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WHO  AM  I ?

By Gary Petty


"There are two kinds of success. One is the very rare kind that come to the man who has the power to do what no one else has the power to do. That is genius. But the average man who wins what we call success is not a genius. He is a man who merely has the ordinary qualities that he shares with his fellows, but has developed those ordinary qualities to a more than ordinary degree." ..... Theodore Roosevelt

Who are you? You might answer this question by stating your name. But that's not really the question. Who are you as a person? What makes you...you?

If asked to list the 10 things that make you...you...what would they be? You might start with your age, sex, race, weight or grade in school. You might identify yourself as a cheerleader, basketball player, "computer nerd," member of a particular gang, or a "lone wolf."

Considering these factors, how much are you worth? How would you even calculate your worth? You might try and figure your economic worth—so you have a stereo, a skateboard and $7.37 in cash. Not really much, is it?

Everyone wants to feel valued as a person. Our society tends to judge a person's value by beauty or a perfect body. We also find value in what we own, stylish clothes, a car or how much money we make. Others find a sense of worth and appreciation in belonging to a certain group.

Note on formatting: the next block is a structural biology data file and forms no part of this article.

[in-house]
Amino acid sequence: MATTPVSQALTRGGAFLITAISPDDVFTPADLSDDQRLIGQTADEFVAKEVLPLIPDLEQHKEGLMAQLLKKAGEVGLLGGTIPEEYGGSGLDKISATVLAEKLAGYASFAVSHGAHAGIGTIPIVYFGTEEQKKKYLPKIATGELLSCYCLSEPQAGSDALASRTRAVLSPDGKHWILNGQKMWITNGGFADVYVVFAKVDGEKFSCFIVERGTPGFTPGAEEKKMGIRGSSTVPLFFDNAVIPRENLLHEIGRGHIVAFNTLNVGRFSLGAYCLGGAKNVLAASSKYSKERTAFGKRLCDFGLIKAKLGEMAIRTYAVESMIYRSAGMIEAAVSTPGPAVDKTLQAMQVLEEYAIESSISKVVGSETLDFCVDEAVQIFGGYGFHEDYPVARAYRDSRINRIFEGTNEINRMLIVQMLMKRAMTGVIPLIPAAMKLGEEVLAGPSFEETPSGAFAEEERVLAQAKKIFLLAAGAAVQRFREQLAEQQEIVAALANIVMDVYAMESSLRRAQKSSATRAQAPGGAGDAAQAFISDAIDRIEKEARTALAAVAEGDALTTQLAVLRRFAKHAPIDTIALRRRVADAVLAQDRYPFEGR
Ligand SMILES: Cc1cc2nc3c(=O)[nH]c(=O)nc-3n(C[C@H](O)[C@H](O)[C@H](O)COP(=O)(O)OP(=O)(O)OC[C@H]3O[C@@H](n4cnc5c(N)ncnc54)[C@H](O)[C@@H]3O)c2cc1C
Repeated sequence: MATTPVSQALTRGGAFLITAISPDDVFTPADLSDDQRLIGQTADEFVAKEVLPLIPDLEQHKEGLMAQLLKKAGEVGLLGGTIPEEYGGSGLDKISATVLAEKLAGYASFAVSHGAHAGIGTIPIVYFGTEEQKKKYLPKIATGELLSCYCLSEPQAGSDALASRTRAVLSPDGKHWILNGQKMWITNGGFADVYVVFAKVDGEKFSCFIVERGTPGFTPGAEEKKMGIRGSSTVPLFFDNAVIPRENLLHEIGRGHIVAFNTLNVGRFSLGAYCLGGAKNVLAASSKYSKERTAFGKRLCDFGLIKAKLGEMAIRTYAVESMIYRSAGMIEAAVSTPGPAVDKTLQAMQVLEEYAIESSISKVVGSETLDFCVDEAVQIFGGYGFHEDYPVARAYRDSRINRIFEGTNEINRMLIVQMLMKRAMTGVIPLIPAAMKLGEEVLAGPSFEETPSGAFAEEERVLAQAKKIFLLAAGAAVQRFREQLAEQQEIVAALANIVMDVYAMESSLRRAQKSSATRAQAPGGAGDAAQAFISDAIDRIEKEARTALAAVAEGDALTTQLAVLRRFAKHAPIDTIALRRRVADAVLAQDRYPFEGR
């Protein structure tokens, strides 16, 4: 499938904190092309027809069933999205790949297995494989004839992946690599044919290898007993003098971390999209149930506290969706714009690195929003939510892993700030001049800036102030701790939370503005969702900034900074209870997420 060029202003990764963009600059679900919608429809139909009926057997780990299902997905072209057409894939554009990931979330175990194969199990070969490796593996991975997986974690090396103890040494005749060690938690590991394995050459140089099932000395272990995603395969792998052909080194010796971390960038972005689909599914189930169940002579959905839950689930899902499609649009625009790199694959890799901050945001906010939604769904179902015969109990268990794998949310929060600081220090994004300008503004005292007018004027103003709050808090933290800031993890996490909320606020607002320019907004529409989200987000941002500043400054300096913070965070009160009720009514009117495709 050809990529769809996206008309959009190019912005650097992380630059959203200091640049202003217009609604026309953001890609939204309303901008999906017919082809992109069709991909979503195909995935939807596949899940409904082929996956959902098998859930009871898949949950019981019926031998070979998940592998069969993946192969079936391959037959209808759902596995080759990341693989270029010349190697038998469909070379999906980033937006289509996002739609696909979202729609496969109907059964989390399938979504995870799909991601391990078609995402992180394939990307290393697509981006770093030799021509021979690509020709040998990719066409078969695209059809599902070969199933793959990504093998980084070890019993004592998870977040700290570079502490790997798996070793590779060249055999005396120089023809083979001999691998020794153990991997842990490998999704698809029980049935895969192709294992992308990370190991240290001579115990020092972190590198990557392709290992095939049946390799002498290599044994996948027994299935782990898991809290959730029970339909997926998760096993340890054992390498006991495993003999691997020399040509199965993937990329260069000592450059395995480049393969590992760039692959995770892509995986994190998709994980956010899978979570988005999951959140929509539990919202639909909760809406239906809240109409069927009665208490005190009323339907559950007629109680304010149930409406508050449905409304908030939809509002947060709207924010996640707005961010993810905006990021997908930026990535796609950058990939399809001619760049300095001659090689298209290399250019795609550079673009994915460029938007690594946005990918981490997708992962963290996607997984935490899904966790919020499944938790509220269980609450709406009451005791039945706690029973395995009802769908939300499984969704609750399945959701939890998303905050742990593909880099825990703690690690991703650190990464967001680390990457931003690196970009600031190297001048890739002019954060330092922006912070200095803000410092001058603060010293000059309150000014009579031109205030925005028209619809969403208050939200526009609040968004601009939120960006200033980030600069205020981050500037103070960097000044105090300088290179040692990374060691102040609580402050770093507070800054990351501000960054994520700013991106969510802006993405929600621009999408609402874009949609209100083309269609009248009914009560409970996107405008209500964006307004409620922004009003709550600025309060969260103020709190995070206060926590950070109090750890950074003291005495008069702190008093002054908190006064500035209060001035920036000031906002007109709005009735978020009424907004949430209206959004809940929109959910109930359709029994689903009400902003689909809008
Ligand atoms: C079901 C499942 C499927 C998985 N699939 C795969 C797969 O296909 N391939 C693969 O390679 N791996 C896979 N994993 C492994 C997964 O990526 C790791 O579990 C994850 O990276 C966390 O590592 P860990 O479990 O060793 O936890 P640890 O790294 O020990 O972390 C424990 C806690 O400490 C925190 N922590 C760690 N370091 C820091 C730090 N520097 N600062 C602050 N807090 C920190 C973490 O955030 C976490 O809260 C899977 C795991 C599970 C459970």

It would be nice to make our troubles disappear by dressing a certain way, belonging to the right group or being a lead singer on MTV. Wouldn't life be a breeze if you were a professional basketball or football player? But would it really?

You want to be successful. You want to have a good job, friends, clothes, a nice car and—most of all—have fun. But sometimes it seems teachers, parents, ministers and peers are all trying to define who you are.

You begin to feel like a contortionist as everyone tells you to keep your back to the wall, ear to the ground, shoulder to the wheel, nose to the grindstone, while keeping a level head with both feet firmly planted on the ground.

"What lies behind us and what lies before us are small matters compared to what lies within us." - Ralph Waldo Emerson

The search for self

The United States was rocked by a social revolution during the 1960s that irrevocably changed society. Young people became disillusioned with their parents' belief that fulfillment is based in religion, duty to country, family, hard work and commitment to community. They became acutely aware of religious hypocrisy, racism, greed and the senseless governmental policies.

The result was a revolution in clothing styles, music, drug use, freedom from sexual restraint, a sense of rebellion and the belief that the purpose of life is the search for self.

Pop psychology espoused the same philosophy of life. It's expressed in a vocabulary of: self-esteem, self-actualization, self-acceptance and self-realization. Millions of people are trying to "get in touch with themselves."